If you want a pet that will bond strongly with you, a bird is a wonderful choice. Given proper training and socialization, birds can be every bit as loving and affectionate as a cat or dog. Many pet birds are inseparable from their owners, some even accompanying them on daily errands such as trips to the bank or grocery store.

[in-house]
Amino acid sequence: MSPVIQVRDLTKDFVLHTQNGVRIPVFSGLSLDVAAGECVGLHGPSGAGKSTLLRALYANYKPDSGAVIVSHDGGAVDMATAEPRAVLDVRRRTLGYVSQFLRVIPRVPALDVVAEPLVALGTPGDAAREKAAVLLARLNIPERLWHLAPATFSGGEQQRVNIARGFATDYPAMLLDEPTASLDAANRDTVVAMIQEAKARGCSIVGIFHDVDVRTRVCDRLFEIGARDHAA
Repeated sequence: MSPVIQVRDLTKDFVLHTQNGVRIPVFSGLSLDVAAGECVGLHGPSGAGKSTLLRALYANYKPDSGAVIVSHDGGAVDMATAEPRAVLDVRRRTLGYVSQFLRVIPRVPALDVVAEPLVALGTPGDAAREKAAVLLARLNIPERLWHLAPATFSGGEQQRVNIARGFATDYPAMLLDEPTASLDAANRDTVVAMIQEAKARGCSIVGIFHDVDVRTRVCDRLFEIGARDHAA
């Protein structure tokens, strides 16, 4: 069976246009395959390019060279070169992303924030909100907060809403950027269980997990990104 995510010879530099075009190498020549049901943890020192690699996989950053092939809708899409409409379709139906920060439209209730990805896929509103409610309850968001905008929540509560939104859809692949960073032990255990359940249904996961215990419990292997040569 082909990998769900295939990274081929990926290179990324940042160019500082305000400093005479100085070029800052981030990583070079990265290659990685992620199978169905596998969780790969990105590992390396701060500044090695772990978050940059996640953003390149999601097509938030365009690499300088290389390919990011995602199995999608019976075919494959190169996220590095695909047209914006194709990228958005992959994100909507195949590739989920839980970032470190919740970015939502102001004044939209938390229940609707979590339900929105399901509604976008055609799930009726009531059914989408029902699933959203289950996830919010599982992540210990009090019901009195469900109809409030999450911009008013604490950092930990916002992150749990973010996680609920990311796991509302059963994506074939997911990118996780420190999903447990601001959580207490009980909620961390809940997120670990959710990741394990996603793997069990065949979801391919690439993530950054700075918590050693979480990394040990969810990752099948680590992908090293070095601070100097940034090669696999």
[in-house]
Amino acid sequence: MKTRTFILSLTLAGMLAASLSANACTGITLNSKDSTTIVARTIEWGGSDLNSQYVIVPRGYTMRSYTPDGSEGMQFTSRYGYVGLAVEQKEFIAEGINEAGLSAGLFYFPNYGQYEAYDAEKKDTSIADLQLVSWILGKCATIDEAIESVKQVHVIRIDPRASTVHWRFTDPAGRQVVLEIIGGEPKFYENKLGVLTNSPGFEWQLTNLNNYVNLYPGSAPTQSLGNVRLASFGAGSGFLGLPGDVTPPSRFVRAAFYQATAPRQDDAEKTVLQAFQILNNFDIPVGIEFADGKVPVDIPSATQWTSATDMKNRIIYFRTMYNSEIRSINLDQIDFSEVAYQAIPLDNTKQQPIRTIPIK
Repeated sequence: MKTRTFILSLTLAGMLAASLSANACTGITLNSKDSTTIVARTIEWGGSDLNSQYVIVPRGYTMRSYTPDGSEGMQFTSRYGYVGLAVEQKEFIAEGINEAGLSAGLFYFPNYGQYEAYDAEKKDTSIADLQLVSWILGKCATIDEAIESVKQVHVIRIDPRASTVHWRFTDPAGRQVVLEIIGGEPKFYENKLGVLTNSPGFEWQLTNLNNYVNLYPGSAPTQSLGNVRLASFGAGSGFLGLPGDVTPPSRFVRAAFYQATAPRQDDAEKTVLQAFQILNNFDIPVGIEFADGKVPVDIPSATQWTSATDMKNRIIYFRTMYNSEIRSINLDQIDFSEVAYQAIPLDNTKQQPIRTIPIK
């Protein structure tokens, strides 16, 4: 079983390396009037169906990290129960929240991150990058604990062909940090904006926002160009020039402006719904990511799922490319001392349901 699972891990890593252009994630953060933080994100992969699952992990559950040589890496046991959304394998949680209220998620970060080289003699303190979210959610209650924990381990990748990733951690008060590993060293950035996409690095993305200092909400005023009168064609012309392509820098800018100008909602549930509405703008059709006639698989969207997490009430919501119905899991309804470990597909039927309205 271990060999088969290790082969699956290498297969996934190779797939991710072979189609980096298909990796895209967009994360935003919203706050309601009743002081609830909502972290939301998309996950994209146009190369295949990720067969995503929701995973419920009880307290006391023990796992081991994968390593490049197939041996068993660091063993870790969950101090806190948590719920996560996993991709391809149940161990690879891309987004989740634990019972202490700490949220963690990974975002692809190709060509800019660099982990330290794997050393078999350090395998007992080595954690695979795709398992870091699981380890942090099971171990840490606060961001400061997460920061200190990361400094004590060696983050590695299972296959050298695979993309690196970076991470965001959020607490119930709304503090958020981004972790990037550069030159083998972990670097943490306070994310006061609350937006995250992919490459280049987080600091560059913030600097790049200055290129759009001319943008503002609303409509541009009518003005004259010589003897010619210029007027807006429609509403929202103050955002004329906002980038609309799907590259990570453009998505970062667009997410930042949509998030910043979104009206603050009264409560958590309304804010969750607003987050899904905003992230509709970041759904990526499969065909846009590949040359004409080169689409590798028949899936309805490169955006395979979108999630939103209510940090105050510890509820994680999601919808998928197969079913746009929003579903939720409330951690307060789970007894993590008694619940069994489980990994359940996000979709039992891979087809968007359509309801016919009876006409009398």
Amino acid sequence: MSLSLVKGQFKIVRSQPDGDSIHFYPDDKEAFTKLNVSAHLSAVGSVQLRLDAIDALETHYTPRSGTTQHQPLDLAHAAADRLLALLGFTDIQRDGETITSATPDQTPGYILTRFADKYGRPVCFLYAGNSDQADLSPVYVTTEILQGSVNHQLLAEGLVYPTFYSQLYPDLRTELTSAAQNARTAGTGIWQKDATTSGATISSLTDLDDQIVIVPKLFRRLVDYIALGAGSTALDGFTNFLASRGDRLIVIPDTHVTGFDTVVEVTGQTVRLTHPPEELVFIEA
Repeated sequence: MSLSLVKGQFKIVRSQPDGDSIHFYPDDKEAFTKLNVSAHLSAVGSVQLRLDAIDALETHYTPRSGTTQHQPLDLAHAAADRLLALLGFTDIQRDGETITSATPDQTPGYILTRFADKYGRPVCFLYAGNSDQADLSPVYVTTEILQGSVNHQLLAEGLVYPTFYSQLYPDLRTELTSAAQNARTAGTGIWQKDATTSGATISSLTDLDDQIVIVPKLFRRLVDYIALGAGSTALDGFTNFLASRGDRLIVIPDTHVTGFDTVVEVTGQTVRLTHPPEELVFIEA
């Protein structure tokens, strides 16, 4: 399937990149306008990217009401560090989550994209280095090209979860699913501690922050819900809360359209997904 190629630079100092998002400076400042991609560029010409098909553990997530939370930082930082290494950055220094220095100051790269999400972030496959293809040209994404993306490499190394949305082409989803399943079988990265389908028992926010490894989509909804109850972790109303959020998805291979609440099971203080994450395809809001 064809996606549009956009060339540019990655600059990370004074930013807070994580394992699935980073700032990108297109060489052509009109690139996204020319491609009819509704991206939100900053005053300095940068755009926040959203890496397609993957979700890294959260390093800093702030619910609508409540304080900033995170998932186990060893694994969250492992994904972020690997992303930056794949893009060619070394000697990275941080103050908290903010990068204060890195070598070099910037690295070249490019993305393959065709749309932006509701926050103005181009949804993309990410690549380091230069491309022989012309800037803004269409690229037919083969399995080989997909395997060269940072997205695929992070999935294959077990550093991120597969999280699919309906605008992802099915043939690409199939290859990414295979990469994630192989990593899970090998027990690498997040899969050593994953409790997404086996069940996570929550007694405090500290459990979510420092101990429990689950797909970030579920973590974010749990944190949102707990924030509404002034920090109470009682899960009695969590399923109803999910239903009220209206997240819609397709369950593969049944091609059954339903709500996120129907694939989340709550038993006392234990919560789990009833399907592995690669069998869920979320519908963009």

Ninety-five percent of bird species are socially monogamous. These species pair for at least the length of the breeding season or in some cases for several years or until the death of one mate. Monogamy allows for both paternal care and bipaternal care, which is especially important for species in which females require males’ assistance for successful brood-rearing. Among many socially monogamous species, extra-pair copulation (infidelity) is common. Such behaviour typically occurs between dominant males and females paired with subordinate males, but may also be the result of forced copulation in ducks and other anatids. Female birds have sperm storage mechanisms that allow sperm from males to remain viable long after copulation, a hundred days in some species. Sperm from multiple males may complete through this mechanism. For females, possible benefits of extra-pair copulation include getting better genes for her offspring and insuring against the possibility of infertility in her mate.Males of species that engage in extra-pair copulations will closely guard their mates to ensure the parentage of the offspring that they raise.